Janson Chua / Flickr President Trump Asks Russia to Work...
Janson Chua / Flickr

A new AP-NORC/MTV poll confirms what most of us believed we already knew: Donald Trump is solidly less popular among millennial voters than he is among older generations. While 67 percent of Americans between the ages of 15 and 34 disapprove of Trump’s job performance, just 33 percent approve of it, according to the poll. The AP writes:

That’s 9 points lower than all adults, who were asked the same question on a separate AP-NORC survey taken this month.

“Trump doesn’t care about us,” said 27-year-old Nicole Martin, an African-American graduate student in Missoula, Montana. “I’m not going to say he’s unfit like he has schizophrenia. I do kind of think he’s twisted in the head. He just comes off as disgusting to me.”

According Civiqs data of 18- to 34-year-olds, those trend lines have remained remarkably steady since the 2016 election.

But it’s not just Trump—the disgust is transferring to the Republican Party overall as it’s now defined by Trump. Following the March For Our Lives rally last weekend, journalist Alicia Menendez told MSNBC that the young marchers she interviewed found the Republican Party itself objectionable.

I was talking to all these young teen girls. They’re all registered, preregistered—they’re all registered as Democrats. When you talk about why they are registering as Dems, they don’t talk about Trump, they talk about the Republican party and the failures they see there. So there is a long-term legacy issue for the party that’s bigger than just this midterm.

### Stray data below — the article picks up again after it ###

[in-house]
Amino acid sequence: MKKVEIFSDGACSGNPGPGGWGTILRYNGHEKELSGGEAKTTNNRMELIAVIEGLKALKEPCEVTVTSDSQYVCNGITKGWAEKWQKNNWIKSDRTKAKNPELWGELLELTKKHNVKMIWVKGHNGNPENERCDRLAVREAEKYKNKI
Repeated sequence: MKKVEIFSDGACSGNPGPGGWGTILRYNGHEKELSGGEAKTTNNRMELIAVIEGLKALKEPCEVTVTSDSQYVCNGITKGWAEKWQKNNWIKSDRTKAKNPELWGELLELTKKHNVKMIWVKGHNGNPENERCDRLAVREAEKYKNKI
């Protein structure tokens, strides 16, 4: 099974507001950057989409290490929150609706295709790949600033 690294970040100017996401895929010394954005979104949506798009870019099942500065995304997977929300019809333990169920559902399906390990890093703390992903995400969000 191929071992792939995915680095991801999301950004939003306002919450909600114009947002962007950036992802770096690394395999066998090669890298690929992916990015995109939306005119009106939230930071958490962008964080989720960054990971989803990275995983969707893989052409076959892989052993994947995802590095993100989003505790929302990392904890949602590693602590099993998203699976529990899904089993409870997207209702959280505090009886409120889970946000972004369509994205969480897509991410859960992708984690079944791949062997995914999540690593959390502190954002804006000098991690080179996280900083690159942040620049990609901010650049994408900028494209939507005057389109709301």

Indeed a further check of Civiqs data this week found that 18- to 34-year-old voters found Paul Ryan, Mitch McConnell, and the Republican Party equally objectionable—all of them garnering a resoundingly consistent 65 percent or greater unfavorable rating.

That’s not just any generation, folks: that’s the generation of voters that will surpass Baby Boomers as having the largest number of eligible voters by 2 percentage points in 2018 and by 6 percentage points in 2020. From there, it will only get worse—or better, depending on which way you look at it.

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